Related Articles Barriers to Completion of Patient Reported Outcome Measures. J Arthroplasty. 2013 Jul 24; Authors: Schamber EM, Takemoto SK, Chenok KE, Bozic KJ Abstract Patient Reported Outcomes Measures (PROMs) are commonly used in total joint arthroplasty (TJA) to assess surgical outcomes. However certain patient populations may be underrepresented due to lower survey completion rates. The purpose of this study is to evaluate factors that influence PROM completion rates for 1997 TJA patients between 7/1/2007 and 12/31/2010. Completion rates were lower among patients who were over 75, Hispanic or Black, had Medicare or Medicaid, TKA patients and revision TJA patients (P<0.05 for all comparisons). Having multiple risk factors further reduced completion rates (P<0.001). Overall participation increased significantly during the study period, after electronic data capture methods were introduced. Awareness of these factors may help physicians and researchers improve participation of all patient populations so they are well represented in TJA outcomes research. PMID: 23890831 [PubMed - as supplied by publisher]Read more... http://www.ncbi.nlm.nih.gov/pubmed/23890831?dopt=Abstract

Related Articles Revision Total Hip and Knee Arthroplasty Implant Identification: Implications for Use of Unique Device Identification 2012 AAHKS Member Survey Results. J Arthroplasty. 2013 Jul 24; Authors: Wilson NA, Jehn M, York S, Davis CM Abstract FDA's Unique Device Identification (UDI) Rule will mandate manufacturers to assign unique identifiers to their marketed devices. UDI use is expected to improve implant documentation and identification. A 2012 American Association of Hip and Knee Surgeons membership survey explored revision total hip and knee arthroplasty implant identification processes. 87% of surgeons reported regularly using at least 3 methods to identify failed implants pre-operatively. Median surgeon identification time was 20min; median staff time was 30min. 10% of implants could not be identified pre-operatively. 2% could not be identified intra-operatively. UDI in TJA registry and UDI in EMR were indicated practices to best support implant identification and save time. FDA's UDI rule sets the foundation for UDI use in patient care settings as standard practice for implant documentation. PMID: 23890830 [PubMed - as supplied by publisher]Read more... http://www.ncbi.nlm.nih.gov/pubmed/23890830?dopt=Abstract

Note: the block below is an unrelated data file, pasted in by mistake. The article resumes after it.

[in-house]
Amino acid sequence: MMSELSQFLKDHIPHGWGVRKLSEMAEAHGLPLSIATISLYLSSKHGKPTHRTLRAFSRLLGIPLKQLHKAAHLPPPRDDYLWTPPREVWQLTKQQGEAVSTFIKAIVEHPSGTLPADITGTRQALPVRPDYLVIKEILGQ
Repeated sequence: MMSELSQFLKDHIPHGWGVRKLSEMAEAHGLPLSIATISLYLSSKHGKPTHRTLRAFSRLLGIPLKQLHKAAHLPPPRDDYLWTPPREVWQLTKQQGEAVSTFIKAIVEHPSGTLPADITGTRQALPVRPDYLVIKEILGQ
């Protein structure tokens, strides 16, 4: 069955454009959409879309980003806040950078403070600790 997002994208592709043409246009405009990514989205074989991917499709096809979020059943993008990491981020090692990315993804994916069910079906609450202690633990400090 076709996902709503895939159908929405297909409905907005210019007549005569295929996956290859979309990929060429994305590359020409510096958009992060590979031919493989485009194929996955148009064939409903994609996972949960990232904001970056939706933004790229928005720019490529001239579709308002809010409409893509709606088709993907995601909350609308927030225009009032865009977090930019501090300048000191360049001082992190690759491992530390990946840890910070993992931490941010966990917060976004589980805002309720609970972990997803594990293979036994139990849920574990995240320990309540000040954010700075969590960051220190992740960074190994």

Related Articles Is Second Generation Metal-On-Metal Primary Total Hip Arthroplasty With a 28mm Head a Worthy Option?: A 12- to 18-Year Follow-Up Study. J Arthroplasty. 2013 Jul 24; Authors: Hwang KT, Kim YH, Kim YS, Choi IY Abstract To determine whether MoM THA with a small head is still worthy of use, we investigated survivorship, complications, and factors influencing failure. Of 149 consecutive patients (195 hips), 141 (180 hips) of mean age 43 (19-55) years were available for review at a mean of 14.4years postoperatively. Survivorship for cup revision for any cause was 97.8% at 18.4years postoperatively. Nine hips generated complaints of groin pain; six showed periacetabular osteolysis, one had pain without radiological change, and two were diagnosed as symptomatic pseudotumors. Four of six hips with periacetabular osteolysis or aseptic loosening were revised. Surgery- and patient-related factors had no effect in results. Our results are encouraging, however, further study will be necessary to determine the incidence and fates of pseudotumors after MoM THA with a small head. PMID: 23890829 [PubMed - as supplied by publisher]Read more... http://www.ncbi.nlm.nih.gov/pubmed/23890829?dopt=Abstract